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Subject:Re: Not Wanted--Technical Writers From:"Pritchard,Laurie N" <Laurie_Pritchard -at- MC -dot- XEROX -dot- COM> Date:Fri, 19 Dec 1997 10:16:00 PST
Andrew Plato wrote:
> "... I am routinely amazed at how
> senior level writers can say things like "XYZ application is the only tool
> I'll ever use for producing documents" and "I don't need to know how the
> program works, just how the user will operate it." These people should go
> back to being secretaries.
> "I hire subcontractors for work, and I prefer inexperienced, recent college
> graduate applicants to "experienced" writers. In my experience,
> less-experienced liberal arts students are more motivated to succeed and
> learn new things. Moreover, these people are far more creative when it comes
> to describing complex technology. Because they are not burdened with years
> of bias toward older technologies, they can look at difficult issues with
> new perspectives.
> " With 8 years experience as a writer, I am keenly aware of how entrenched I
> have become. Just last week someone showed me a Java application - which I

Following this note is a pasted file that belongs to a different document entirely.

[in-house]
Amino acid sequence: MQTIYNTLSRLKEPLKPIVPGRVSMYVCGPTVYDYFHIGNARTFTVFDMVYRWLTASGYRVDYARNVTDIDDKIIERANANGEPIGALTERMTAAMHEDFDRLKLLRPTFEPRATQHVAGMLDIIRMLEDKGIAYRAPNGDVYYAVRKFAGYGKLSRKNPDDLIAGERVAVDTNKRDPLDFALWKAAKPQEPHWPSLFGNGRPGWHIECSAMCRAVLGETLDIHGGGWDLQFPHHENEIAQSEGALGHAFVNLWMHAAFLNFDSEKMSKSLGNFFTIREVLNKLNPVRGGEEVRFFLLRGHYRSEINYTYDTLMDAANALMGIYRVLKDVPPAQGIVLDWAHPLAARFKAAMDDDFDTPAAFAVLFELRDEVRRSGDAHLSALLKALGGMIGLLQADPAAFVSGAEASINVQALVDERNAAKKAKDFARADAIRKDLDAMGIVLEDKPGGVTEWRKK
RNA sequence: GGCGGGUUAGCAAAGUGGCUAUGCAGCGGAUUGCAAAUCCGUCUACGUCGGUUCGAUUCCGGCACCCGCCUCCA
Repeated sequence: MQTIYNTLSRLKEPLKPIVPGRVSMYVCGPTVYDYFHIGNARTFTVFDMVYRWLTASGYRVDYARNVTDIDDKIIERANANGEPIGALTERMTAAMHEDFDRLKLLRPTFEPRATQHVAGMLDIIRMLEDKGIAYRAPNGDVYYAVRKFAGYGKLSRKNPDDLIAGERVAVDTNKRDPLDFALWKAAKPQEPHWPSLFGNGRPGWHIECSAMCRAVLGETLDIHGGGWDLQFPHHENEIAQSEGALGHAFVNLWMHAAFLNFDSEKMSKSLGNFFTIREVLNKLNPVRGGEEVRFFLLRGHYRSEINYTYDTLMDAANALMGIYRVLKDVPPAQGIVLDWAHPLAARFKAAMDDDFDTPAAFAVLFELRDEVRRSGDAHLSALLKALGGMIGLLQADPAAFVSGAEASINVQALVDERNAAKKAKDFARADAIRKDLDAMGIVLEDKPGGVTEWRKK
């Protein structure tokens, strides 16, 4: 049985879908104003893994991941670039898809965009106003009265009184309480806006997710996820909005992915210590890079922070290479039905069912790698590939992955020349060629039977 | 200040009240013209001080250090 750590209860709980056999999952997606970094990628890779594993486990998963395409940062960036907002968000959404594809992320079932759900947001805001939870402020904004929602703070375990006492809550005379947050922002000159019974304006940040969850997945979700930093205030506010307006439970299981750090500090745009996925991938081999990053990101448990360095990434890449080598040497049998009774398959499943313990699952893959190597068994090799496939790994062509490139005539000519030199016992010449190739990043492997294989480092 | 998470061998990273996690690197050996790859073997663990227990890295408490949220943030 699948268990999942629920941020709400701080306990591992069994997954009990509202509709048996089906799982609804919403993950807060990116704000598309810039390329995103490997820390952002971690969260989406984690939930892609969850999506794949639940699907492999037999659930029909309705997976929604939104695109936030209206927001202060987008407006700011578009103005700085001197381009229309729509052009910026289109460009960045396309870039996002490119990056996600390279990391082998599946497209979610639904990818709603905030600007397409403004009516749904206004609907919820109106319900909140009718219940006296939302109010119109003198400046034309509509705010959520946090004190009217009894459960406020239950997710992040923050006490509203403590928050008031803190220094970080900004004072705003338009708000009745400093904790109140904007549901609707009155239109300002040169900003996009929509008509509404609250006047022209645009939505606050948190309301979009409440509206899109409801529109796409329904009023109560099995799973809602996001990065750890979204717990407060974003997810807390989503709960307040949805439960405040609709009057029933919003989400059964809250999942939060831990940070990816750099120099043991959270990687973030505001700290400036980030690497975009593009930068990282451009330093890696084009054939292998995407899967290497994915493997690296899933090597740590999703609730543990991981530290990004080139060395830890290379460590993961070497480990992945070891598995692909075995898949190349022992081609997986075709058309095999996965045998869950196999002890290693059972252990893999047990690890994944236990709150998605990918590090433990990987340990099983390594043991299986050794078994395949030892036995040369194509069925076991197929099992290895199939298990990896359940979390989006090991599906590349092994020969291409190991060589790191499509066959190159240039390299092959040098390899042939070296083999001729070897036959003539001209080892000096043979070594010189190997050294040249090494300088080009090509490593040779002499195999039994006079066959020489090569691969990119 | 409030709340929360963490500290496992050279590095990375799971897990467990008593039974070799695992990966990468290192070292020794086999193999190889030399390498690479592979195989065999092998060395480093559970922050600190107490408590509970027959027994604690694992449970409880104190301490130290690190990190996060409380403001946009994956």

> immediately discounted as a cute toy rather than a useful
> kind of attitude is dangerous since that cute toy could become the next
> Windows NT. While I mock it, others are embracing it and making a lot of
> money doing projects documenting the cute toy.
To Andrew and others who may also feel this way: Please don't
dismiss senior/experienced writers as biased and rigid.
While it's true that years of the same type of experience, and
a comfort with the status quo, can make *some* writers jaded
and limited in their vision, this is just not the case for all of us.
I have more than 10 years of experience as a technical writer. Although
I am proud of being a senior writer, I am equally proud of my enthusiasm
for new technologies and what they can offer to our profession, in terms
of how they can enhance our work processes and open new career doors.
I can work alongside writers new to the field with no less enthusiasm than
they have for new approaches and new tools. I do not feel that my years of
experience limit me one bit in this regard. If someone wants to show me a
Java application, you can bet that they will have my full attention! I
how the Mac was dismissed as a toy when I first used it 10 years ago. But
that "toy" was a vital doorway to the technologies I'm using now, in addition
to being a practical tool for me both at work and in graduate school.
It simply does not follow that experience brings bias and rigidity.
You can find
rigid thinking at any experience level. I am sure that many
participants of this
list are seasoned writers who embrace new technology with enthusiasm and an
open mind. To dismiss their potential contributions is a loss for us all.
Laurie_Pritchard -at- mc -dot- xerox -dot- com
(Opinions expressed are strictly my own.)